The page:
North Carolina Tar Heels women's soccer

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North Carolina Tar Heels
women's soccer
2019 North Carolina Tar Heels women's soccer team
North Carolina Tar Heels logo.svg
UniversityUniversity of North Carolina at Chapel Hill
Head coachAnson Dorrance (41st season)
ConferenceACC
LocationChapel Hill, NC
StadiumDorrance Field
(Capacity: 5,025)
NicknameTar Heels
ColorsCarolina Blue and White[1]
         
Home
Away
NCAA Tournament championships
1982, 1983, 1984, 1986, 1987, 1988, 1989, 1990, 1991, 1992, 1993, 1994, 1996, 1997, 1999, 2000, 2003, 2006, 2008, 2009, 2012
NCAA Tournament runner-up
1985, 1998, 2001, 2018, 2019
NCAA Tournament Semifinals
1995, 2002, 2016, 2018, 2019
NCAA Tournament appearances
1982, 1983, 1984, 1985, 1986, 1987, 1988, 1989, 1990, 1991, 1992, 1993, 1994, 1995, 1996, 1997, 1998, 1999, 2000, 2001, 2002, 2003, 2004, 2005, 2006, 2007, 2008, 2009, 2010, 2011, 2012, 2013, 2014, 2015, 2016, 2017, 2018, 2019 [2]
Conference Tournament championships
1989, 1990, 1991, 1992, 1993, 1994, 1995, 1996, 1997, 1998, 1999, 2000, 2001, 2002, 2003, 2005, 2006, 2007, 2008, 2009, 2017, 2019
Conference Regular Season championships
1987, 1989, 1990, 1991, 1992, 1993, 1995, 1996, 1997, 1998, 1999, 2001, 2002, 2003, 2004, 2005, 2006, 2007, 2008, 2018, 2019
North Carolina Tar Heels celebrate winning the 2006 Women's College Cup.

The North Carolina Tar Heels women's soccer team represent the University of North Carolina at Chapel Hill in the Atlantic Coast Conference of NCAA Division I soccer.[3] The team has won 23 of the 27 Atlantic Coast Conference championships, and 21 of the 36 NCAA national championships.

History[edit]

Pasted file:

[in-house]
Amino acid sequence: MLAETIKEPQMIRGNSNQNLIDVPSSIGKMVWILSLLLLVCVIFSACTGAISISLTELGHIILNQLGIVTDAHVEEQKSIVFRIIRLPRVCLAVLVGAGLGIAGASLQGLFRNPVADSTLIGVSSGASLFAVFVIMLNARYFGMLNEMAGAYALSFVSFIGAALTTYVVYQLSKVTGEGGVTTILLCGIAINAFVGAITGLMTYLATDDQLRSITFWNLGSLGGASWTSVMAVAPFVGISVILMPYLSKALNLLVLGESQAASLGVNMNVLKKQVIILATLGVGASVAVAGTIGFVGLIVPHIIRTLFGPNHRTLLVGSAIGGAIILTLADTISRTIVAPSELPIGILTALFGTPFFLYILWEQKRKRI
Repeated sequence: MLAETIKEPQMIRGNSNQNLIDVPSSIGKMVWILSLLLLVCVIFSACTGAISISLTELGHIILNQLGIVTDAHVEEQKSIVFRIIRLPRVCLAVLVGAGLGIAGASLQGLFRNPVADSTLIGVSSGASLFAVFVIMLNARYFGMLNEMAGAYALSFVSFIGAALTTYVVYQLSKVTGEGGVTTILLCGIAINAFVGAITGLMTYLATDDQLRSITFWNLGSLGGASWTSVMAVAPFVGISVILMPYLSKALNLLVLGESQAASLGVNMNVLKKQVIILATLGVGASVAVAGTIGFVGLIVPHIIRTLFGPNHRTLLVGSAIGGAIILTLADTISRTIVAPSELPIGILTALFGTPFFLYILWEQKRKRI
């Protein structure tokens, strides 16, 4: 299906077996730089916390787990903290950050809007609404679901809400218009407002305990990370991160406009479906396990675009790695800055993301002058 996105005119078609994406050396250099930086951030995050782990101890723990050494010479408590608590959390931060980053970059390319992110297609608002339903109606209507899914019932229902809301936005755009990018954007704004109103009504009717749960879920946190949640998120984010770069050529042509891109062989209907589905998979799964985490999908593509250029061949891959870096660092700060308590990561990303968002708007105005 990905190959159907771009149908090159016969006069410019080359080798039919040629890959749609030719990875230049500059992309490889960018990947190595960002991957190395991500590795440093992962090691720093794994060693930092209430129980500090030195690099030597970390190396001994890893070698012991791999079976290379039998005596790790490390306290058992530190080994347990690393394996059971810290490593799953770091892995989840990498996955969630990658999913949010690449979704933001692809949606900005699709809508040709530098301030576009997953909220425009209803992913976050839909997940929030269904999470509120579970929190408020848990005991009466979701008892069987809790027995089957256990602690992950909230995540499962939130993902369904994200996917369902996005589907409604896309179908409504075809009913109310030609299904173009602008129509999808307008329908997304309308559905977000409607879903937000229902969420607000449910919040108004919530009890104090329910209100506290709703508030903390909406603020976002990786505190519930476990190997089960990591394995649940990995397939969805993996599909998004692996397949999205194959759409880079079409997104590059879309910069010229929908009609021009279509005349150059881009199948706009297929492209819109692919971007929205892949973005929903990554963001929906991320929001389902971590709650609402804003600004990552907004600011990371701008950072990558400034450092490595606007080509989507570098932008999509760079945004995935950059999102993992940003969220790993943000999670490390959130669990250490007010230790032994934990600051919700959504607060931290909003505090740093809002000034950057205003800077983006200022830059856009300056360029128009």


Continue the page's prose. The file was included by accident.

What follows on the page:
The UNC women's soccer team began as a club team established by students looking for high level competition. In 1979, they petitioned the UNC Athletic Director, Bill Cobey, to take the club to the varsity level. Cobey asked Anson Dorrance, then the UNC men's soccer coach to assess the club's ability to transition to varsity status. Dorrance was impressed enough by the club, then coached by Mike Byers, to recommend that the school form a women's soccer team. Cobey agreed and hired Dorrance as head coach, with Byers as an assistant, for the 1978 season. That year, the Tar Heels played an essentially club schedule, including games against high school teams. However, in 1979, the Association for Intercollegiate Athletics for Women, at the prompting of Dorrance and University of Colorado coach, Chris Lidstone, established a national women's soccer program.[4] At the time, UNC had the only varsity women's soccer team in the Southeast and this allowed Dorrance to recruit the top talent in the region. In 1981, he recruited one of the most talented freshman squads in the history of women's soccer. Eight of those recruits won starting positions and took the team to the first, and only, AIAW national championship. This group would set the tone for Tar Heels soccer for down through its history. As Dorrance recalls it, "These were the true pioneers. They were given nothing. They were accustomed to taking things and so they weren't as genteel as the sort of young ladies we can recruit now. . . They were the sort of girls who would go downtown, burn it to the ground, . . . But then, they were on time for every single practice and in practice they worked themselves until they were bleeding and throwing up. They had a tremendous commitment to victory and to personal athletic excellence. And for that I admired them because they were a tremendous group. And even though, off the field, I think they all hated each other. But once the game began, there was a collective fury that just intimidated everyone they played against."[5] Building on that competitive drive, the Tar Heels went on to win the first three NCAA championships, and dominate the sport for years to come.

All-time record[edit]

  Year   Head Coach   Overall   ACC   ACC Tournament     NCAA Tournament  
1979   Anson Dorrance   10–2–0
1980 21–5–0 AIAW Semifinals
1981 23–0–0 AIAW Champions
1982 19–2–0 Champions
1983 19–1–0 Champions
1984 24–0–1 Champions
1985 18–2–1 Runner Up
1986 24–0–1 Champions
1987 23–0–1 3–0–0 Champions
1988 18–0–3 1–0–1 Runner Up Champions